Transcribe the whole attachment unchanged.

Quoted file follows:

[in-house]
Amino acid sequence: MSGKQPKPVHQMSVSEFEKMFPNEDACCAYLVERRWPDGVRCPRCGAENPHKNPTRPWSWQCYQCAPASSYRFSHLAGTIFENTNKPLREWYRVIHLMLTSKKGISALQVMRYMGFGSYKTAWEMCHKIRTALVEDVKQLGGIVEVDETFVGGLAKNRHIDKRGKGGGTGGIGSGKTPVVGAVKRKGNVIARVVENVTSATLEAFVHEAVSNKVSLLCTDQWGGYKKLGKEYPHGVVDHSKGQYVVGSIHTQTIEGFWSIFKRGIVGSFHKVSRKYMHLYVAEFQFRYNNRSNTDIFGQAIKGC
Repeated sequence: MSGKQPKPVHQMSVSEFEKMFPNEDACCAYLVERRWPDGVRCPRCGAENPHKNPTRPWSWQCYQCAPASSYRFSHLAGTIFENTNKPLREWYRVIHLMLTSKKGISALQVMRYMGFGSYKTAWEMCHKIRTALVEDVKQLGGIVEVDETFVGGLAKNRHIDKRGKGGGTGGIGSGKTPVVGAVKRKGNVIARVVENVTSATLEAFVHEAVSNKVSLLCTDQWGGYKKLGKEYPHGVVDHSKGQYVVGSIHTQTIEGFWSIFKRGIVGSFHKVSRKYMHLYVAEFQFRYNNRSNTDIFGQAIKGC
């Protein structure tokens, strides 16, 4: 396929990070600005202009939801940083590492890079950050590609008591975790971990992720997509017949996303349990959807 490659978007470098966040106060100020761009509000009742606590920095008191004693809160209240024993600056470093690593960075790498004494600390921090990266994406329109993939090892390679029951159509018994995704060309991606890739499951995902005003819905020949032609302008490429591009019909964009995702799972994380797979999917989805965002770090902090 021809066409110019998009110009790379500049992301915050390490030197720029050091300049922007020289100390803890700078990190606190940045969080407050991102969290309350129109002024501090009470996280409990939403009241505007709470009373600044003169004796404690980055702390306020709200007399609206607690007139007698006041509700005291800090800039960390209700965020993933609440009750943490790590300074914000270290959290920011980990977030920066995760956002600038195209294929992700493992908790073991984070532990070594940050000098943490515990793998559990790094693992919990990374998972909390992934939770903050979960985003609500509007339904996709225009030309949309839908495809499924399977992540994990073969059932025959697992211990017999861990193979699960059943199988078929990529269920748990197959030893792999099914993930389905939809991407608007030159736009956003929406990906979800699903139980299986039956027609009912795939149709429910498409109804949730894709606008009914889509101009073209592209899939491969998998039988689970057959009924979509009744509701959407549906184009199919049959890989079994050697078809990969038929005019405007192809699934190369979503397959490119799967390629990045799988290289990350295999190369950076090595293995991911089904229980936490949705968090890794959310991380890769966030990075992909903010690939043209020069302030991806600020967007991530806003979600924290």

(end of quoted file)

[in-house]
Amino acid sequence: MSGKQPKPVHQMSVSEFEKMFPNEDACCAYLVERRWPDGVRCPRCGAENPHKNPTRPWSWQCYQCAPASSYRFSHLAGTIFENTNKPLREWYRVIHLMLTSKKGISALQVMRYMGFGSYKTAWEMCHKIRTALVEDVKQLGGIVEVDETFVGGLAKNRHIDKRGKGGGTGGIGSGKTPVVGAVKRKGNVIARVVENVTSATLEAFVHEAVSNKVSLLCTDQWGGYKKLGKEYPHGVVDHSKGQYVVGSIHTQTIEGFWSIFKRGIVGSFHKVSRKYMHLYVAEFQFRYNNRSNTDIFGQAIKGC
Repeated sequence: MSGKQPKPVHQMSVSEFEKMFPNEDACCAYLVERRWPDGVRCPRCGAENPHKNPTRPWSWQCYQCAPASSYRFSHLAGTIFENTNKPLREWYRVIHLMLTSKKGISALQVMRYMGFGSYKTAWEMCHKIRTALVEDVKQLGGIVEVDETFVGGLAKNRHIDKRGKGGGTGGIGSGKTPVVGAVKRKGNVIARVVENVTSATLEAFVHEAVSNKVSLLCTDQWGGYKKLGKEYPHGVVDHSKGQYVVGSIHTQTIEGFWSIFKRGIVGSFHKVSRKYMHLYVAEFQFRYNNRSNTDIFGQAIKGC
């Protein structure tokens, strides 16, 4: 396929990070600005202009939801940083590492890079950050590609008591975790971990992720997509017949996303349990959807 490659978007470098966040106060100020761009509000009742606590920095008191004693809160209240024993600056470093690593960075790498004494600390921090990266994406329109993939090892390679029951159509018994995704060309991606890739499951995902005003819905020949032609302008490429591009019909964009995702799972994380797979999917989805965002770090902090 021809066409110019998009110009790379500049992301915050390490030197720029050091300049922007020289100390803890700078990190606190940045969080407050991102969290309350129109002024501090009470996280409990939403009241505007709470009373600044003169004796404690980055702390306020709200007399609206607690007139007698006041509700005291800090800039960390209700965020993933609440009750943490790590300074914000270290959290920011980990977030920066995760956002600038195209294929992700493992908790073991984070532990070594940050000098943490515990793998559990790094693992919990990374998972909390992934939770903050979960985003609500509007339904996709225009030309949309839908495809499924399977992540994990073969059932025959697992211990017999861990193979699960059943199988078929990529269920748990197959030893792999099914993930389905939809991407608007030159736009956003929406990906979800699903139980299986039956027609009912795939149709429910498409109804949730894709606008009914889509101009073209592209899939491969998998039988689970057959009924979509009744509701959407549906184009199919049959890989079994050697078809990969038929005019405007192809699934190369979503397959490119799967390629990045799988290289990350295999190369950076090595293995991911089904229980936490949705968090890794959310991380890769966030990075992909903010690939043209020069302030991806600020967007991530806003979600924290």